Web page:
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The U.S. Environmental Protection Agency (EPA) must take another look at its rules that will likely fail to protect the public from the health threats of toxic coal ash waste dumps. Critics of the rules, which were amended last year, have observed that the rules allow hundreds of communities throughout the United States to be exposed to contaminated drinking water that is linked to cancer, brain damage, heart disease, and stroke.
One group filed a lawsuit in 2015, on behalf of several public interest groups and a Native American tribe that forced the EPA to issue modest regulations on coal ash waste dumps. The regulations mandated regular testing of the water near the landfills to ensure that toxic chemicals were not contaminating local drinking water supplies. The EPA is now proposing further revisions of these mandates.
Coal ash, also known as coal combustion residuals (CCR), is a byproduct of burnt coal. Fine particles of coal ash are released into the air during combustion. Coal ash also collects at the bottom of furnaces used by electric power plants, requiring operators to dispose of it. There were over 130 million tons of coal ash generated in 2014, making it one of the leading sources of industrial waste in the United States.
Coal ash becomes toxic when fine particles are inhaled and when unlined landfills leak toxic chemicals into groundwater, often the primary source of drinking water for surrounding communities. This toxic water also affects fish and plants in local rivers and estuaries. Toxic chemicals in coal ash are related to serious and even deadly health consequences in humans.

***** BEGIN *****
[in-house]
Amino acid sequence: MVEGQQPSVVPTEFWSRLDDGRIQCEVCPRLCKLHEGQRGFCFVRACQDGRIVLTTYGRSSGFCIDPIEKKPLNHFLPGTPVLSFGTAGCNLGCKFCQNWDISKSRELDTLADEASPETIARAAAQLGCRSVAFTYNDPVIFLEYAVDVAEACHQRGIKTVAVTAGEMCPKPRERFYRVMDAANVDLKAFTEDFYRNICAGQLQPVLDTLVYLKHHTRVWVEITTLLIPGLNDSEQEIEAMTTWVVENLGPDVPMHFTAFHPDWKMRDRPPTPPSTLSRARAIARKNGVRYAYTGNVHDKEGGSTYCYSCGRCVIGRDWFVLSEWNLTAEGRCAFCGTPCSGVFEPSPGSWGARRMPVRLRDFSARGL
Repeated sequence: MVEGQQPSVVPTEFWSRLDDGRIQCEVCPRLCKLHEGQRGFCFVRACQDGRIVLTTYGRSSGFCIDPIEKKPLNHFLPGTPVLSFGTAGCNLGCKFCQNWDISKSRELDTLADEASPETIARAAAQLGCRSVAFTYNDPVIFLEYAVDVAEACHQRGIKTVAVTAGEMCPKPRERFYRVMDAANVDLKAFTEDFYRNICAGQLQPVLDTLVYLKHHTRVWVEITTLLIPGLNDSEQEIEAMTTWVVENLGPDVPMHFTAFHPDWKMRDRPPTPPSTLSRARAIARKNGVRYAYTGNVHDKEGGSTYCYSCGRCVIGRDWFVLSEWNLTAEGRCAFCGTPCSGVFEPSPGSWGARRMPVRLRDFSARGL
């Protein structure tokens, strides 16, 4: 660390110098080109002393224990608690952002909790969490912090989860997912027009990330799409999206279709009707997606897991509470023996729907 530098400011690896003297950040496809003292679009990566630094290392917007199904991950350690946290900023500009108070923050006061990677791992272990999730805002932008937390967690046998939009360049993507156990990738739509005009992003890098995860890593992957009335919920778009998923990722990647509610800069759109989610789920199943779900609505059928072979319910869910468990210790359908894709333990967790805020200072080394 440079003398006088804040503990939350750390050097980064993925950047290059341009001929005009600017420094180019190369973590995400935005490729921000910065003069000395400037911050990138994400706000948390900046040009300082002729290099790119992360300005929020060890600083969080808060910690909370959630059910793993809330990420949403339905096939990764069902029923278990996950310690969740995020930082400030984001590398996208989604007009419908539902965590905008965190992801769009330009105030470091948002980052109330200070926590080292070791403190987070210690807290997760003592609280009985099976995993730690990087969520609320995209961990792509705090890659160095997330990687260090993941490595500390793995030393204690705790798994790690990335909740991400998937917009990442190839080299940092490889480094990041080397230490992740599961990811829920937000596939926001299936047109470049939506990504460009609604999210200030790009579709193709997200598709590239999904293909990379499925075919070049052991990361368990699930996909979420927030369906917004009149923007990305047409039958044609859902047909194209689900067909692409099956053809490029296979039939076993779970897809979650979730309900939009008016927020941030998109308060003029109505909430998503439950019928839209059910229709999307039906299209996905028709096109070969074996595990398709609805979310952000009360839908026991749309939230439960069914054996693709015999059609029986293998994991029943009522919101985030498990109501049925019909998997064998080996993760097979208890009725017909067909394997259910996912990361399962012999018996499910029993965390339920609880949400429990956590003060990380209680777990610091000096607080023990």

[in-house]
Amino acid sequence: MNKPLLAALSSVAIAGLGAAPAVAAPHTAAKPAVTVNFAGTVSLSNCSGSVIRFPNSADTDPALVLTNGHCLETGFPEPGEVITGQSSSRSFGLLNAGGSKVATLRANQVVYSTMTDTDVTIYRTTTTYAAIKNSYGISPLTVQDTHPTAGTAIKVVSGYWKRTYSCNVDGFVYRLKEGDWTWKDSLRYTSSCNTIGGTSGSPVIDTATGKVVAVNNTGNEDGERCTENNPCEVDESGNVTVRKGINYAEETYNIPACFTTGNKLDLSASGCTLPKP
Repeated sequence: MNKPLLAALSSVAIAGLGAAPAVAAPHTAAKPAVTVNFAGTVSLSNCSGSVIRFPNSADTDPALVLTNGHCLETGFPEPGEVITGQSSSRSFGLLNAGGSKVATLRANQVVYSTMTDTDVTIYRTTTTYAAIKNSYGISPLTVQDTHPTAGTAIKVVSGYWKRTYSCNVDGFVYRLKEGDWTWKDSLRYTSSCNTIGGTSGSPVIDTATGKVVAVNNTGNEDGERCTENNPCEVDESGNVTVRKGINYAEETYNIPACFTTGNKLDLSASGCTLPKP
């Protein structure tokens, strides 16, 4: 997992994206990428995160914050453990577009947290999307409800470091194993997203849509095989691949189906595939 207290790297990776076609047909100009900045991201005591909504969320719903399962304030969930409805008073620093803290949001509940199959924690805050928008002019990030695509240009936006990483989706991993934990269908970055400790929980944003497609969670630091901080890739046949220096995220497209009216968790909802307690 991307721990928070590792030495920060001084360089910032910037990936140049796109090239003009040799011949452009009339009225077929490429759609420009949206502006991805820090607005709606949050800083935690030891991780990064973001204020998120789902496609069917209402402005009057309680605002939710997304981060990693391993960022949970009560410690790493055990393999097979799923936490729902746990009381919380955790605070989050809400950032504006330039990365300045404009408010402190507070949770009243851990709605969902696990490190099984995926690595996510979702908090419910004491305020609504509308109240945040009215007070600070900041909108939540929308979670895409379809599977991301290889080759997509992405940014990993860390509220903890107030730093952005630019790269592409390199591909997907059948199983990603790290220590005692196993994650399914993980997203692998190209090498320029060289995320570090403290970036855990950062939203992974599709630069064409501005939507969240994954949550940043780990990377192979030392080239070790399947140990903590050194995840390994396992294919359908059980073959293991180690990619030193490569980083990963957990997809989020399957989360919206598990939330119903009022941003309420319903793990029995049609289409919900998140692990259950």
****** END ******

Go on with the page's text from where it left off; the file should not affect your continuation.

When coal ash is inhaled or ingested through contaminated water and food sources, it causes an increased risk of bladder cancer, skin cancer, kidney cancer, and lung cancer. Asthma and other respiratory diseases are other common effects.
Exposure to toxic coal ash over time can result in brain and nervous system impairment. Seizures, vision impairment, loss of hearing, numbness, cognitive impairment, and peripheral neuropathy are common side effects of this type of toxicity. Stomach ulcers and ulcers in the intestinal tract, silicosis, and weakened bones leading to osteoporosis can also develop from prolonged exposure.
If you or someone you know has been injured or sickened by environmental hazardous waste, call the Philadelphia environmental lawyers at Williams Cedar at 215-557-0099, or 856-470-9777, or contact us online to schedule a free consultation today. Our Haddonfield, New Jersey and Philadelphia offices serve clients throughout Southeastern Pennsylvania, South Jersey, and nationwide.